Monday, July 25, 2011

nakShatra yuddhaaH

नक्षत्र युद्धा:
Yoda is the most powerful Jedi of the Galaxy, and probably because of that, he has a different way of communicating.

Meditate on this, I will.
Powerful you have become, Dooku. The dark side in you I sense.
Much to learn, you still have (Dooku)

Who hasn't wondered about his pensive mood, superior intellect, fast reflexes, and measured delivery? Which Jedi fan hasn't admired and mimicked Yoda's speech? He sure sounds funny.

Or does he?

Let us translate his quotes into Samskritam.
अधिकम् अस्ति ज्ञातुम् भवता इतोऽपि ।
चिन्तनम् एतस्य अहम् करिष्यामि ।
बलवान् त्वम् असि Dooku | कलिम् त्वयि पश्यामि ।

Before we see whats all the fuss is about, lets look at this sentence:

"I am going to the temple and then will go to a movie"

First, translate that into an Indian language, preferably mother tongue.

Now translate that same sentence, only now preserving the syntax order as in English.

Did you sound funny? Or poetic? You will notice that the first time you naturally placed the verb automatically following the object - mein mandir jaaraahan hoon, uske baat movie jaaoonga. Second time you had to make a conscious effort to preserve the syntactic order - mein jaaraahaan hoon mandir, uske baat jaaoonga movie. (You will surely sound a shaayar if you say this twice).

Lets get back to Yoda's wisdom. The translation is purposefuly preserving the syntactic order. Even though translating as "bhavataa itopi adhikam asti jnaatum" sounds natural, saying "adhikam asti jnaatum bhavataa itopi" does not sound funny at all. So all Yoda does is use the syntactic order "Object-Subject-Verb" (OSV) instead of the regular "Subject-Verb-Object" and suddenly we find academicians writing thesis over Yoda's constructs. Samskritam in fact allows all the combinations (not always, but more often), yet none of them tickle our ribs. Such variations are found in shlokas aplenty and that does not evoke laughter!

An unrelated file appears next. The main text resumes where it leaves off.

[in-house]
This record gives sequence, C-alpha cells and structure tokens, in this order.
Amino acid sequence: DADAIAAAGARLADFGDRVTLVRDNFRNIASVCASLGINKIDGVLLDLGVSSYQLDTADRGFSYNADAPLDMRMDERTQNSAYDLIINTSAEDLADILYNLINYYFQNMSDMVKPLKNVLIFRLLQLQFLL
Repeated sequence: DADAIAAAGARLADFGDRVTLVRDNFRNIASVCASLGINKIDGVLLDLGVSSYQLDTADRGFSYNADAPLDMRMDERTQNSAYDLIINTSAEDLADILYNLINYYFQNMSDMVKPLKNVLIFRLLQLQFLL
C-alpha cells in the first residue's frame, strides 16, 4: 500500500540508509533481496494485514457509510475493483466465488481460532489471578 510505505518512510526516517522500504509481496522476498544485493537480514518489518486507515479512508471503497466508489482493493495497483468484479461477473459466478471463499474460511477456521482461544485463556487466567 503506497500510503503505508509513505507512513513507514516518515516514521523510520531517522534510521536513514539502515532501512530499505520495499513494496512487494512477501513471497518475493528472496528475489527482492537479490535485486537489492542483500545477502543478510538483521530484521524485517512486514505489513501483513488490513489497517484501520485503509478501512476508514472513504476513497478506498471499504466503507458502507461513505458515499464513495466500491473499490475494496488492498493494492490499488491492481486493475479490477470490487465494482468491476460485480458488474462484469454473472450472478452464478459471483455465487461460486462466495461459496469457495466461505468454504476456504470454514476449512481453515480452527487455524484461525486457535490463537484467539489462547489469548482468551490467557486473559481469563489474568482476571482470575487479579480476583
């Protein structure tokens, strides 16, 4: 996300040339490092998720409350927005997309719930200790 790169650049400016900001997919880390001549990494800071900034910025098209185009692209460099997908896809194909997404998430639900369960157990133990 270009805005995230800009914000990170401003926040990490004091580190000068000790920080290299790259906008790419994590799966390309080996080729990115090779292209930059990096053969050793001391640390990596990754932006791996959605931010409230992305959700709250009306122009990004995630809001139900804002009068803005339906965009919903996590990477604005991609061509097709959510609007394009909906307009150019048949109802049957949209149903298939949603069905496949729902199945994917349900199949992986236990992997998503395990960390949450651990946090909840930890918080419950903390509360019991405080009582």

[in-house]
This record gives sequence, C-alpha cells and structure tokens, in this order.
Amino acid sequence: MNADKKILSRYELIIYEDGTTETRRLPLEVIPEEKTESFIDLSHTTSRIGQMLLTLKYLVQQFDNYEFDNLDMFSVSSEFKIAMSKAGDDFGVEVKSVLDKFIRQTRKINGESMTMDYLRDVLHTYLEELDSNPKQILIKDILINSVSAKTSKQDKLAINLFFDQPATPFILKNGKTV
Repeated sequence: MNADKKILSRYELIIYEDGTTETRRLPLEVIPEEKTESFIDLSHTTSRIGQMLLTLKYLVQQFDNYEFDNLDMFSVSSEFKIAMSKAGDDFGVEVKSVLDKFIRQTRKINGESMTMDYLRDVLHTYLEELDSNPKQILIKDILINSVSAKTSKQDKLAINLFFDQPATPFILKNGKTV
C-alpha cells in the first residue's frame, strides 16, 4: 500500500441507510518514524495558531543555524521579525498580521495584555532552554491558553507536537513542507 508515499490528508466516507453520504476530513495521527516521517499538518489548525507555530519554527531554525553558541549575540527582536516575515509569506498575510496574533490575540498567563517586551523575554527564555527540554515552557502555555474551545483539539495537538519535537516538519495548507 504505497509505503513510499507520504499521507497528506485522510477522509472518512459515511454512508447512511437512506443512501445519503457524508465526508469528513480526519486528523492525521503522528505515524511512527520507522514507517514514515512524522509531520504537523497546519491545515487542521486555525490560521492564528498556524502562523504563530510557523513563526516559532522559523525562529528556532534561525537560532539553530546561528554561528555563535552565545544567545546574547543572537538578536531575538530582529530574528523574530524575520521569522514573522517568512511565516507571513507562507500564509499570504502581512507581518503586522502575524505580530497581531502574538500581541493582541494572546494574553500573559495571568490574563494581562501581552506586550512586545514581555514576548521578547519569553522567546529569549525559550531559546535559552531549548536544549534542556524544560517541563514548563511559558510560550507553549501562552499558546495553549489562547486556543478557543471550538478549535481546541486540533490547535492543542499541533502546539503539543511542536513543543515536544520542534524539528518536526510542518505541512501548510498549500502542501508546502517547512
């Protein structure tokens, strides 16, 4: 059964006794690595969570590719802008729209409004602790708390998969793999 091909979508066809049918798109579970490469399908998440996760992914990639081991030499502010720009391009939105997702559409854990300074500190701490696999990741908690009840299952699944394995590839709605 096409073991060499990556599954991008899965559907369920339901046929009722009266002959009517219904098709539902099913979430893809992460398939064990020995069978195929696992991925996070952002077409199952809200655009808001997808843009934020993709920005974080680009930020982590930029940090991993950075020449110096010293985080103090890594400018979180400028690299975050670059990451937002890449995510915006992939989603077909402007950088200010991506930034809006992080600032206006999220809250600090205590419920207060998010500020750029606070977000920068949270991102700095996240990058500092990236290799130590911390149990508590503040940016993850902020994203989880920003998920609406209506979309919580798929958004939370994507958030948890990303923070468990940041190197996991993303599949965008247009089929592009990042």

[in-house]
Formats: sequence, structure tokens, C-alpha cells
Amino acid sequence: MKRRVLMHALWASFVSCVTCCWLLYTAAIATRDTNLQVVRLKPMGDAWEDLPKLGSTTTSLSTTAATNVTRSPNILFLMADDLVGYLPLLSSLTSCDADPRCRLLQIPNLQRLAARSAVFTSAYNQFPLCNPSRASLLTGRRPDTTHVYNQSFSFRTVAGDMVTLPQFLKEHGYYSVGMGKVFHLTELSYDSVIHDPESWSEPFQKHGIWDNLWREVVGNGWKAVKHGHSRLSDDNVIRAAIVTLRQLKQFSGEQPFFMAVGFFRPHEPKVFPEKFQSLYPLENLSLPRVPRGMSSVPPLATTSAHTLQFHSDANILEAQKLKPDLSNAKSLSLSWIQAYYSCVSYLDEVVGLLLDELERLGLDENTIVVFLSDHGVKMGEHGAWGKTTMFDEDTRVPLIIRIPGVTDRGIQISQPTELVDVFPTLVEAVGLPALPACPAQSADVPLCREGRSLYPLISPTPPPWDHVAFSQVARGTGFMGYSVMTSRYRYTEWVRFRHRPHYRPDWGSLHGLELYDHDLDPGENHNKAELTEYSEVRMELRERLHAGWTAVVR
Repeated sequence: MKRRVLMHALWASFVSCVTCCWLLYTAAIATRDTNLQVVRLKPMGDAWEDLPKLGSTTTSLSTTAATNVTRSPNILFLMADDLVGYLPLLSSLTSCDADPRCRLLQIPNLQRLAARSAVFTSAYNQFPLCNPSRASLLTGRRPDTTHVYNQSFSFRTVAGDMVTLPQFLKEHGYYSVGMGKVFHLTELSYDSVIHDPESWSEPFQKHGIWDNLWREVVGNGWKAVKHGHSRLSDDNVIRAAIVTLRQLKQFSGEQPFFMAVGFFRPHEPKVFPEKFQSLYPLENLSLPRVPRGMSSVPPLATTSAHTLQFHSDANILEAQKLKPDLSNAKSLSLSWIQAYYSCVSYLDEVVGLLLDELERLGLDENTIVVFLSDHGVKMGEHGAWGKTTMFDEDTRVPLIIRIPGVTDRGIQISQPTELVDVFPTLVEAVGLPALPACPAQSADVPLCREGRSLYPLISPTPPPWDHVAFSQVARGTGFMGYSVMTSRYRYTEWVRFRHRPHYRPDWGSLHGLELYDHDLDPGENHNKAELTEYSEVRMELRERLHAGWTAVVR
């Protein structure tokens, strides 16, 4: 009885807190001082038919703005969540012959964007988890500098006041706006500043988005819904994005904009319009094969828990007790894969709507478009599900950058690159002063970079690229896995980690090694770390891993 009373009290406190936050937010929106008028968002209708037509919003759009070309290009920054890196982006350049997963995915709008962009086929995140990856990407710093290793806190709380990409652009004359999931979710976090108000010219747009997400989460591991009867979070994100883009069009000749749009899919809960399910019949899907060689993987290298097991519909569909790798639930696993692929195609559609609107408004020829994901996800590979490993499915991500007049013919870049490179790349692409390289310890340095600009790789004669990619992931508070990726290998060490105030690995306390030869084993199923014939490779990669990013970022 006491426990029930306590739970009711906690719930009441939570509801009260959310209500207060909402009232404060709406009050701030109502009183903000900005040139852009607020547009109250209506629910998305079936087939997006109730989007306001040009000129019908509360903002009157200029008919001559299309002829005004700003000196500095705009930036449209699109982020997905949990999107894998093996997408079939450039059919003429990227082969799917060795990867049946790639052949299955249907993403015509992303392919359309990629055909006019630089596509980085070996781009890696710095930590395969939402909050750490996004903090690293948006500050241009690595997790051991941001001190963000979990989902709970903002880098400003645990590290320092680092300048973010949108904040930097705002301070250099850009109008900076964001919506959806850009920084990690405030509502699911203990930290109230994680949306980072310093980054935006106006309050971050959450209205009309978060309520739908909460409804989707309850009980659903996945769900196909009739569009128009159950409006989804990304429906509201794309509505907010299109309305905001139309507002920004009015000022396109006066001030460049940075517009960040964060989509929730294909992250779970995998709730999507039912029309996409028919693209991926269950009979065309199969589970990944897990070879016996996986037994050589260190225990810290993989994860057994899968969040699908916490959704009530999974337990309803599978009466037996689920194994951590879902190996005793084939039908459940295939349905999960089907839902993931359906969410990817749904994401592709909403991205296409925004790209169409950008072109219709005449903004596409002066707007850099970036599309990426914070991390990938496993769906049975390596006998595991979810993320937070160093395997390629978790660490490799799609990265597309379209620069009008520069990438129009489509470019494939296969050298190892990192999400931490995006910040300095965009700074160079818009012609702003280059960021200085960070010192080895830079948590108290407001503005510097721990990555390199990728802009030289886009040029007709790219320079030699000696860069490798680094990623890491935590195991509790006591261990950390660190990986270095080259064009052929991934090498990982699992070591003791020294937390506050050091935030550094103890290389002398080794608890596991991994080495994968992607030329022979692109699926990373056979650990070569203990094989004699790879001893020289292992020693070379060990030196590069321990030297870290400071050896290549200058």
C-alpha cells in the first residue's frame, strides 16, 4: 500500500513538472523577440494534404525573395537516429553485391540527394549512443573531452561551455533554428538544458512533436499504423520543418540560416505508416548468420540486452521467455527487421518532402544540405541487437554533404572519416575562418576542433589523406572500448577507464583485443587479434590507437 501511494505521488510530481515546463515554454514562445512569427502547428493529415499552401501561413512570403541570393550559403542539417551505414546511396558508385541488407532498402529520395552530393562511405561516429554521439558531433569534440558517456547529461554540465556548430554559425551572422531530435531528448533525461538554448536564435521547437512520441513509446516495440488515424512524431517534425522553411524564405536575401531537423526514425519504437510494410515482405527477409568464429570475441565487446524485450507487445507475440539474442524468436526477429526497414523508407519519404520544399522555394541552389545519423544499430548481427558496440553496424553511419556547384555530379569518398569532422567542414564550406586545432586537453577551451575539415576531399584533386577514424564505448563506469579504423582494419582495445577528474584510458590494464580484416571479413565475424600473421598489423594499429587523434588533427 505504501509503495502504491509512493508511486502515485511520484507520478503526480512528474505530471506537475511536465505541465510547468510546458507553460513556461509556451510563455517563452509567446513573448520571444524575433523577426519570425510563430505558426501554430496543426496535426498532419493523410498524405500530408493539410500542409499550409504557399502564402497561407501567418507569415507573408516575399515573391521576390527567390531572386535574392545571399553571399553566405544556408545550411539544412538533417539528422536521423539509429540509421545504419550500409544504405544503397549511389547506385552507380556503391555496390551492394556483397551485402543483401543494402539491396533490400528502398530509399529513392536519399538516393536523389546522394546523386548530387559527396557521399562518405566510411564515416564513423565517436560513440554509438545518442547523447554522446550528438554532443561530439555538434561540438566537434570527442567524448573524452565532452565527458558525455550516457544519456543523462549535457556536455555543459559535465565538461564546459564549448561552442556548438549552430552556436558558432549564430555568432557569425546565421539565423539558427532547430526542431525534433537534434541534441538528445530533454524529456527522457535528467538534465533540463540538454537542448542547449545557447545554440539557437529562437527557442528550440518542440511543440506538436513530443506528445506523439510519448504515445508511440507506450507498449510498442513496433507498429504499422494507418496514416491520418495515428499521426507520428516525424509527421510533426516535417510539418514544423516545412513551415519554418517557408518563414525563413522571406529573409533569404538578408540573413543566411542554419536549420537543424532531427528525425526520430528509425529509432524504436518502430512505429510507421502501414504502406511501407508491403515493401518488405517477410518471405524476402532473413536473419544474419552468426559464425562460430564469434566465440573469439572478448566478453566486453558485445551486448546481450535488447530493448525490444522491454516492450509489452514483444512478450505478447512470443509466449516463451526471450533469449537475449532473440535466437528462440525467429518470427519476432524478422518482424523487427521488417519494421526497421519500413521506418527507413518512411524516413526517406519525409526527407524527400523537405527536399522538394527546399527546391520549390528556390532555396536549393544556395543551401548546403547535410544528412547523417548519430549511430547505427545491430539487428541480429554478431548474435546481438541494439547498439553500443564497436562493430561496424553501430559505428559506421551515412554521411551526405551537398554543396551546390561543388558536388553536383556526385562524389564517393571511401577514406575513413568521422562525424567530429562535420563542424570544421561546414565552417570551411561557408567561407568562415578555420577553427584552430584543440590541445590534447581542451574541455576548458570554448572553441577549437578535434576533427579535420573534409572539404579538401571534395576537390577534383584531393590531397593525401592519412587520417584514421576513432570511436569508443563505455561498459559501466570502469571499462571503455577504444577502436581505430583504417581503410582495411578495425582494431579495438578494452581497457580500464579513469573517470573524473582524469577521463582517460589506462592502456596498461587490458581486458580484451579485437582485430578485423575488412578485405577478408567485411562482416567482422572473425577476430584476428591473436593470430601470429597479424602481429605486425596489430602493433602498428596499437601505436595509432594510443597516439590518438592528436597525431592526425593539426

Students who wish to learn Samskritam can be broadly camped into one or more of:
  • I studied in school (for easy marks), forgot everything, I want to learn now
  • I want to understand the meaning of shlokas
  • I am really passionate about Samskritam
  • I feel I should learn Samskritam, because my grandpa spoke so
  • I am easily impressed by people who fluently converse in Samskritam, so I want to learn too

Students with other ambitions tend to lose interest after a few attempts. Most of the time, time, or lack of it, is blamed. That reminds me of a quote by Swami Vivekananda "In the West, a man would goto any length to find gold; in the East, a man would climb any high mountain to gain knowledge". One may recall Homer Simpson climbing all the way, along with Apu, to a high mountain to ask a Rshi three questions. (Are you really the head of Kwik-E-Mart? "Yes"; Are you? "Yes"; Really? - "Yes, Thank you come again!").

A frequent folly committed by beginner Indian students is trying to think in English. The structural and syntactical differences just dont match. Thinking in mother tongue will yield richer dividends and I am not talking just about word similarities, but the syntax itself. This is a very important point to grasp but infact a hard rule to follow. But what about the people with English as their mother tongue? Easy-breezy. Start thinking like Yoda!

I cannot be sure if George Lucas intended or not, but Yoda in Samskritam means Warrior (yodha:). Lazy googling suggests he was influenced by Joseph Campbell who in turn was influenced by Oriental stories. I hope some day Star Wars will be translated into Samskritam. Only suddenly Yoda will not be funny anymore. May be he is the one who talks correctly and we all talk funny. You see, English is surely a phunny language. Only if that way not necessarily Yoda speaks.

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